The Girls RISEnet resource catalog is a dynamic listing of crowd-sourced research and resources on engaging girls in engineering. Registered members of girlsrisenet.org can contribute resources through the "My Account" link above. If you are not a member of the site, please contact us to submit or suggest an addition.
ABSTRACT: Computationally enhanced craft items have created a new genre of educational toys and construction kits. Previous work shows that such activities increase interest in STEM particularly among female audiences . However, there are few affordable kits for children, and current projects leave room for improvement. Many kits provide cookie cutter projects that call for blind following of instructions. Additionally, they market to girls with stereotyped branding (e.g. using colors like pink or activities like baking) and with preconceived ideas about their interests. We are working to expose these concepts in gender-neutral ways that encourage creativity and resourcefulness. The Invent-abling project, outlined in this paper, addresses gender inequality in STEM learning tools by exploring how aesthetics, materials, applications, and learning styles, impact girls' engagement with educational materials. Interaction Design and Children: June 2013183_guler_and_rule_2013.pdf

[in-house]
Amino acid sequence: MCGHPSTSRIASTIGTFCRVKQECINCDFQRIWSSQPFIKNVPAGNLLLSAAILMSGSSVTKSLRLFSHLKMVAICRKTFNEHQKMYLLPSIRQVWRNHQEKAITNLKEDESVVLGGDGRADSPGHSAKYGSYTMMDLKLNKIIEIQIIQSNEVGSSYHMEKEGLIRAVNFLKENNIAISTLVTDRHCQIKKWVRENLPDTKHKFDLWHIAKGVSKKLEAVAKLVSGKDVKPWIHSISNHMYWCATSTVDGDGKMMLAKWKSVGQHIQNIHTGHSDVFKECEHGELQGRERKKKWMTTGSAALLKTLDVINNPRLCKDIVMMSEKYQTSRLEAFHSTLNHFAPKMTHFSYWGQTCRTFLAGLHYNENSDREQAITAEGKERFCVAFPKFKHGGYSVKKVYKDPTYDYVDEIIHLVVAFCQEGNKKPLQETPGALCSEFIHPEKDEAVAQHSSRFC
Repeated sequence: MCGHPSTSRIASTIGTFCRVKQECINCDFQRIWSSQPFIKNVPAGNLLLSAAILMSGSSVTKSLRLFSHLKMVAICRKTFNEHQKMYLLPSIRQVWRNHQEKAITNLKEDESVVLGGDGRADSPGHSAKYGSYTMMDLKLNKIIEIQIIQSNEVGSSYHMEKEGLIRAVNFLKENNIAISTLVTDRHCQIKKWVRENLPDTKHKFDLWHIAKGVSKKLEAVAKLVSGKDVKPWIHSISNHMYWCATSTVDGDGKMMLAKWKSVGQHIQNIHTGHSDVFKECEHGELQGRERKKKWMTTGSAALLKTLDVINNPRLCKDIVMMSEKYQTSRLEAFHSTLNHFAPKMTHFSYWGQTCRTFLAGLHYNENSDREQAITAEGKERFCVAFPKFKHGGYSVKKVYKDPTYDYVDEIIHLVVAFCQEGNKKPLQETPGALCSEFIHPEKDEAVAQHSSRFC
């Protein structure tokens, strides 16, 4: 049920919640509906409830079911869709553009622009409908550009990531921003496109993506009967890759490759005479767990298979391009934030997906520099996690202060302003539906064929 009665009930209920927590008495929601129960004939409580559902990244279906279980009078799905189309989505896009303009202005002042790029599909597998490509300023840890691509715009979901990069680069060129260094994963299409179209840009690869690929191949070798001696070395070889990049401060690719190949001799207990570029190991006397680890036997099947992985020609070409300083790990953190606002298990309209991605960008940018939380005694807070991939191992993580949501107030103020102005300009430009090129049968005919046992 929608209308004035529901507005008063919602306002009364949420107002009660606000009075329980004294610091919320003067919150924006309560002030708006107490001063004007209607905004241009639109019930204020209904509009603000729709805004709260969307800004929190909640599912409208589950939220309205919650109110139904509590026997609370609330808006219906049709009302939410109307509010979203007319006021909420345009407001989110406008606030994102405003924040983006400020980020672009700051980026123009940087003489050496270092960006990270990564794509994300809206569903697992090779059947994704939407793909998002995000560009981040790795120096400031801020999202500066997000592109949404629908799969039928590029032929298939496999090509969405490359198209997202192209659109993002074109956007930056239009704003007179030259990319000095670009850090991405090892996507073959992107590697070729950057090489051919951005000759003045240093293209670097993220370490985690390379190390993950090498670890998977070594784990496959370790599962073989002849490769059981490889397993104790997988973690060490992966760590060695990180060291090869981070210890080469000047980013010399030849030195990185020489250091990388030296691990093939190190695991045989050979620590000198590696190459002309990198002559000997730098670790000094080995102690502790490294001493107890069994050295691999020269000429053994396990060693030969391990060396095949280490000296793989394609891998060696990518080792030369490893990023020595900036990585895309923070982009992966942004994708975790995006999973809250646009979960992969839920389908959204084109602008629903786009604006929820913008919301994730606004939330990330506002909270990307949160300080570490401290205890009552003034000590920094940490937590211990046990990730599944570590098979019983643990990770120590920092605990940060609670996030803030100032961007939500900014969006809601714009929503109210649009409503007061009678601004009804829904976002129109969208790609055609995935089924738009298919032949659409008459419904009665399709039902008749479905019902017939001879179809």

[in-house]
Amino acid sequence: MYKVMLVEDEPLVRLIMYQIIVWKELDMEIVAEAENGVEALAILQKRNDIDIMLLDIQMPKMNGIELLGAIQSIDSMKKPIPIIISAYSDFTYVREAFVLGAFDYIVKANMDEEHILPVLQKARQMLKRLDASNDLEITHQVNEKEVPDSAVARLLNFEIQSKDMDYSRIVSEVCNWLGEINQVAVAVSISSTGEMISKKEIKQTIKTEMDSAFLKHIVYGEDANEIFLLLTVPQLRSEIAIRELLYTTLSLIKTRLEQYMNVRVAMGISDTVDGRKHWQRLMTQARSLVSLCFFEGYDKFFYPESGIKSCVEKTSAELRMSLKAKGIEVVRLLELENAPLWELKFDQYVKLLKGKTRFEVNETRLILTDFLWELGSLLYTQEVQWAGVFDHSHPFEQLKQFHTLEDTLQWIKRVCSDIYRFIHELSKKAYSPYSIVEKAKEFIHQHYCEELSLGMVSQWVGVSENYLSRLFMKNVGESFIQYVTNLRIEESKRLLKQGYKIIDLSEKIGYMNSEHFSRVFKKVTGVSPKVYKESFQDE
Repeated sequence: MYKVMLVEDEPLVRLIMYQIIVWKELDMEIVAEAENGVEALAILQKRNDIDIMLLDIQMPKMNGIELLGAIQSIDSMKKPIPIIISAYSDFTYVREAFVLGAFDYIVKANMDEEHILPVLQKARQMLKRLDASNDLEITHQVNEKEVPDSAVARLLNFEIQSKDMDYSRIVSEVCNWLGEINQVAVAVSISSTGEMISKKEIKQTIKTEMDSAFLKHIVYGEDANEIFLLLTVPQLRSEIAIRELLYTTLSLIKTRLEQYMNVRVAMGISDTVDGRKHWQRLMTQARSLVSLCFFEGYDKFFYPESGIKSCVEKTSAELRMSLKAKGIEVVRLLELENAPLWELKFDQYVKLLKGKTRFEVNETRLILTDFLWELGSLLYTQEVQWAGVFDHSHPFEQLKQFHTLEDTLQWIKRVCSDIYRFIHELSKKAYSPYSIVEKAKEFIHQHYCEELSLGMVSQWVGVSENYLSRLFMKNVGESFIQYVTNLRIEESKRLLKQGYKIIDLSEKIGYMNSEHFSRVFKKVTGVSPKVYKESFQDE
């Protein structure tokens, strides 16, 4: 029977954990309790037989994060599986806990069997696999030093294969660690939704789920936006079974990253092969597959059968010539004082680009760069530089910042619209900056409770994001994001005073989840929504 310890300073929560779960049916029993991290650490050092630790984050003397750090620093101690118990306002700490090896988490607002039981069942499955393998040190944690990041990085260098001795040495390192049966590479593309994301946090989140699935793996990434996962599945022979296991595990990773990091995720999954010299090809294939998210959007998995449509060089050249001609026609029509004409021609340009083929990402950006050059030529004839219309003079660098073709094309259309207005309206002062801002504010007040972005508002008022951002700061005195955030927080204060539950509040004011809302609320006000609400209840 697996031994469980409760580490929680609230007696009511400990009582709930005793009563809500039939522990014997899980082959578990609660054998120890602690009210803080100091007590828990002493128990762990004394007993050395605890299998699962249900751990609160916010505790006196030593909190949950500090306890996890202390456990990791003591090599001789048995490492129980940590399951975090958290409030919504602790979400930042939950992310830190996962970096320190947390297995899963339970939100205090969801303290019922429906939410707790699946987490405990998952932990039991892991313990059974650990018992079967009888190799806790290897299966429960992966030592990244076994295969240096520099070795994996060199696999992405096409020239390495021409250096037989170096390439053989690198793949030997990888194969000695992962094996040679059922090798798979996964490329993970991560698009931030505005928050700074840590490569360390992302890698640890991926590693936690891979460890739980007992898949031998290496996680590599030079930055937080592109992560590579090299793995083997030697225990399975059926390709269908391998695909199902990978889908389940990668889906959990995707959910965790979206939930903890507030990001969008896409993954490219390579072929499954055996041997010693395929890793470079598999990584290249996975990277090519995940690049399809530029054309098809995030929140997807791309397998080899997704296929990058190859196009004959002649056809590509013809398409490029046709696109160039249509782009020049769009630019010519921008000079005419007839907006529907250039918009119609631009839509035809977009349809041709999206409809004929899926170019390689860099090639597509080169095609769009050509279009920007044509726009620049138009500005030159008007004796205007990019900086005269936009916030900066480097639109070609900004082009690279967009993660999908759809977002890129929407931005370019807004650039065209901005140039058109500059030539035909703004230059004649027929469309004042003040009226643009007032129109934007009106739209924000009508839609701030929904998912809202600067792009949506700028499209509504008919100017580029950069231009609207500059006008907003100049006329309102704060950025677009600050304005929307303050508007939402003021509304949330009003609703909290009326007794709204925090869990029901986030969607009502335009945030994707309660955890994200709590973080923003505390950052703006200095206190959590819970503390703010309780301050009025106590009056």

ABSTRACT: For girls there is a distinct loss in interest, lack of confidence, and decline in positive attitudes toward STEM subject areas that begins early on in their academic experience and increases with age. According to the National Academy of Engineering, students need to begin associating the possibilities in STEM fields with the need for creativity and real world problem solving skills. Recent research has focused on the necessity of emphasizing the use of creativity and design in attracting girls to STEM academic and career fields. Many extra and after school activities (e.g.,State Science Fair, math club, environmental club), provide girls with experiential learning that incorporates problem solving and/or creativity and design skills as well as providing investigative opportunities into academic areas that may not be part of the regular school day. Through hierarchical regression analyses, this study examined the extent to which middle and high school girls (n = 915) age, and interest and confidence in a) problem solving and b) creativity and design predicted their interest in four STEM subject areas. A follow up analysis identified the extracurricular activities in which girls with higher interests in problem solving and creativity and design were involved. Results revealed that interest in problem solving was a positive predictor for interest in all four STEM subject areas; whereas, interest in creativity and design was a positive predictor for interest in computers and engineering, but a negative predictor for interest in science. American Journal of Engineering Education: Spring 2013184_Cooper_and_Heaverlo_2013.pdf